Today's word count is 1,292, or a 5-minute read.
Today's word count is 1,292, or a 5-minute read.
Two new studies yet again reiterate the fact that people of color have borne the brunt of America's coronavirus outbreak.
Why it matters: The longer we go without improving testing, protecting essential workers, updating ventilation systems, securing nursing homes or ensuring that sick people can safely isolate at home, the more already vulnerable people will continue to suffer.
The big picture: Black and Latino or Hispanic Americans are more likely than white Americans to catch the virus, require hospitalization or die from it.
Driving the news: The Centers for Disease Control and Prevention released a report yesterday supporting the notion that Latino and Hispanic Americans are more likely to become infected at work than white Americans are.
The bottom line: These disparities stem from deep-rooted racial inequities that are baked into every part of American life, and fixing these will take a long time.
Coronavirus cases in nursing homes surged in late July, according to new data from the Centers for Medicare & Medicaid Services.
Why it matters: Despite all the rhetorical focus on better protecting vulnerable seniors, long-term care facilities continue to be a major source of community spread in the U.S., Axios' Marisa Fernandez reports.
By the numbers: Cases in long-term care facilities significantly declined throughout June. But as the hot spots developed across the South flared up, nursing homes again saw a rash of new infections.
The bottom line: "Without adequate funding and resources, the U.S. will end up repeating the same mistakes from several months ago," said Mark Parkinson, the president and CEO of AHCA and NCAL.
Kristin Urquiza spoke during the Democratic National Convention Monday evening about losing her father to the coronavirus, saying his "only preexisting condition was trusting Donald Trump."
New York Gov. Andrew Cuomo said at the Democratic National Convention Monday evening that the coronavirus pandemic in the U.S. a "man-made threat by our own negligence."
The Trump campaign announced it had started selling face masks on Monday, saying President Trump "urges all patriotic Americans to wear a face cover when they are unable to socially distance."
With colleges and grade schools going virtual, marketers are trying to come up with ways to pry consumers' wallets open during the back-to-school season, Axios' Jennifer Kingson reports.
India reported 57,981 new coronavirus cases Monday, taking its total number of infections to almost 2.65 million. The country's death toll reached 50,921 after it reported that another 941 people had lost their lives to the virus.
Italy announced it will be re-closing nightclubs and mandating masks in areas with nightlife as the country sees a resurgence in cases after emerging from lockdown, per the Washington Post.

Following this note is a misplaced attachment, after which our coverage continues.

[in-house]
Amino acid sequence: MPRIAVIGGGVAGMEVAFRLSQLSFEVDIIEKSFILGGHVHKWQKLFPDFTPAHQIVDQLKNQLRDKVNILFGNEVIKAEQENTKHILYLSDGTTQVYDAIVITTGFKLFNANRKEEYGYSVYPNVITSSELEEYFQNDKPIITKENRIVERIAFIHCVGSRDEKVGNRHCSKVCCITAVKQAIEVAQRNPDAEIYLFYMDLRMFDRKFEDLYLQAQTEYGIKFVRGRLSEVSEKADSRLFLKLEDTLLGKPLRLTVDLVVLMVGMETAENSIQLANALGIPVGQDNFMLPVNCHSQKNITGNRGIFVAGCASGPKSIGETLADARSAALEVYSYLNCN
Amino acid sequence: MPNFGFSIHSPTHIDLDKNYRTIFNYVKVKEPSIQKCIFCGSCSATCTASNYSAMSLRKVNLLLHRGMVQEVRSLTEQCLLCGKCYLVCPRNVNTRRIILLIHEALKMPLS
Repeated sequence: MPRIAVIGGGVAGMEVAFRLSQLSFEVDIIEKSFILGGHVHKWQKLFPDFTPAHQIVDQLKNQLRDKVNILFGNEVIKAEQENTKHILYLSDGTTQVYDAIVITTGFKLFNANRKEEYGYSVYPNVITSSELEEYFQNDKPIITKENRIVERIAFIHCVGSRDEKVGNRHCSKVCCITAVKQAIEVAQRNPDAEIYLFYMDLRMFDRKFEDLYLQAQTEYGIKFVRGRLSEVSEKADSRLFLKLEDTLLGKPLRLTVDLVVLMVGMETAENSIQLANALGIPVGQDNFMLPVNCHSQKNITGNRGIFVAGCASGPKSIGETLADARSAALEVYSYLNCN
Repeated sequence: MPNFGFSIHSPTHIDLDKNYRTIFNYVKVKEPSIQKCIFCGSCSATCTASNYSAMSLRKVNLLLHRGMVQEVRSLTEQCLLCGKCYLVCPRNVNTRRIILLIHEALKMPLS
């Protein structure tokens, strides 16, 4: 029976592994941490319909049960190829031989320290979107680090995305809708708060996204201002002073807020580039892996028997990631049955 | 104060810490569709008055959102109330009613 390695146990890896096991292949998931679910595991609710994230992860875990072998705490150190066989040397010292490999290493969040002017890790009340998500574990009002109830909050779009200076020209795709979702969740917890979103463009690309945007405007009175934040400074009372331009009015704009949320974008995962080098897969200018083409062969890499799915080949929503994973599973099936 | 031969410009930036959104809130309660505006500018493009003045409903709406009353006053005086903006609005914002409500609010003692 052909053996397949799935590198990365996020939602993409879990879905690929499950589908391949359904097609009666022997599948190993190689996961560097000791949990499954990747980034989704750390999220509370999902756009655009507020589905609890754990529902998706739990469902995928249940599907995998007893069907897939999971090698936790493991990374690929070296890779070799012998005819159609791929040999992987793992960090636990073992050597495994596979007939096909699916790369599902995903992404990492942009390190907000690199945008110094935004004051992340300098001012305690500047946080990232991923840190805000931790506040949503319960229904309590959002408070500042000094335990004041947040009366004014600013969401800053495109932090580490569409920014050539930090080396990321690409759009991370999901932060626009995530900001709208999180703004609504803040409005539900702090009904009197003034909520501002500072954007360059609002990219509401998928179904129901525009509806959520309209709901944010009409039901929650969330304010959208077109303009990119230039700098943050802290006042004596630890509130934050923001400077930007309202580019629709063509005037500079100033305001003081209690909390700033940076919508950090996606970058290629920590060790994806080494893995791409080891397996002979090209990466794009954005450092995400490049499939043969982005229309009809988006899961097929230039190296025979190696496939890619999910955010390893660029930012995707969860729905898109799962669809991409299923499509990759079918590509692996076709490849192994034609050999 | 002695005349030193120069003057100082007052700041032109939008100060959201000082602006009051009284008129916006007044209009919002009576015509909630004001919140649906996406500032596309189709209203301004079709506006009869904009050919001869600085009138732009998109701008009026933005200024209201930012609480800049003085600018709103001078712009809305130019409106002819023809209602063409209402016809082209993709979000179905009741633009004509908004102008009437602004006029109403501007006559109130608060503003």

Russia said it will be conducting clinical trials of its vaccine in Saudi Arabia and the UAE, according to Bloomberg.
Japan's Prime Minister Shinzo Abe had a "routine" hospital checkup Monday amid concerns his near-constant work during the pandemic has left him fatigued, Reuters reports. His visit coincided with the country's economy recording its worst decline on record.
Democrats are significantly more concerned than Republicans about the safety of in-person voting and traditional door-to-door campaigning amid the coronavirus pandemic, according to the latest installment of the Axios/Ipsos Coronavirus Index.
Why it matters: Joe Biden's campaign, and Democrats nationwide, are eager to press the case that President Trump has mishandled the pandemic — but the pandemic is also causing Democratic voters to turn away from the tools and traditions that typically form the backbone of a successful campaign, Axios' Sam Baker writes.
The big picture: Democrats are consistently more worried about the coronavirus than Republicans; they rate almost every specific activity or situation as riskier than Republicans do. And that very much includes politics, according to our latest survey.
Regardless of partisanship, Americans see strangers as a much greater coronavirus threat than people they know.
Some disappointing news from my alma mater: The University of North Carolina at Chapel Hill will shift to remote learning after clusters of five or more coronavirus cases spread in three residence halls and within a fraternity, just one week after classes began.
The big picture: Universities determined to reopen this fall boasted preventative measures that include smaller class sizes, cleaning protocols and even testing options, but problems still persist, Marisa writes.
Details: Students were told in an email from UNC that they can cancel contracts with Carolina Housing with no penalty, and that residents with "hardships," like those without reliable internet access, international students or student athletes, can stay if they choose.
Driving the news: Students are now calling out their universities in college media outlets for not preparing for the inevitable and failing to address the potentially-devastating communal spread of COVID-19 in their college towns.
LGBTQ youth say a slew of roadblocks prevent them from accessing mental health services, a new report from the Trevor Project says.
The big picture: Cost was by far the biggest barrier, but respondents also cited a stigma surrounding mental health issues, as well as skepticism about whether they could trust a therapist, Marisa writes.
By the numbers: 54% of LGBTQ youth said they wanted mental health care in the past year but did not receive it.
What we're watching: These responses were mainly collected before the pandemic, but the pandemic hasn't made anyone's lives easier.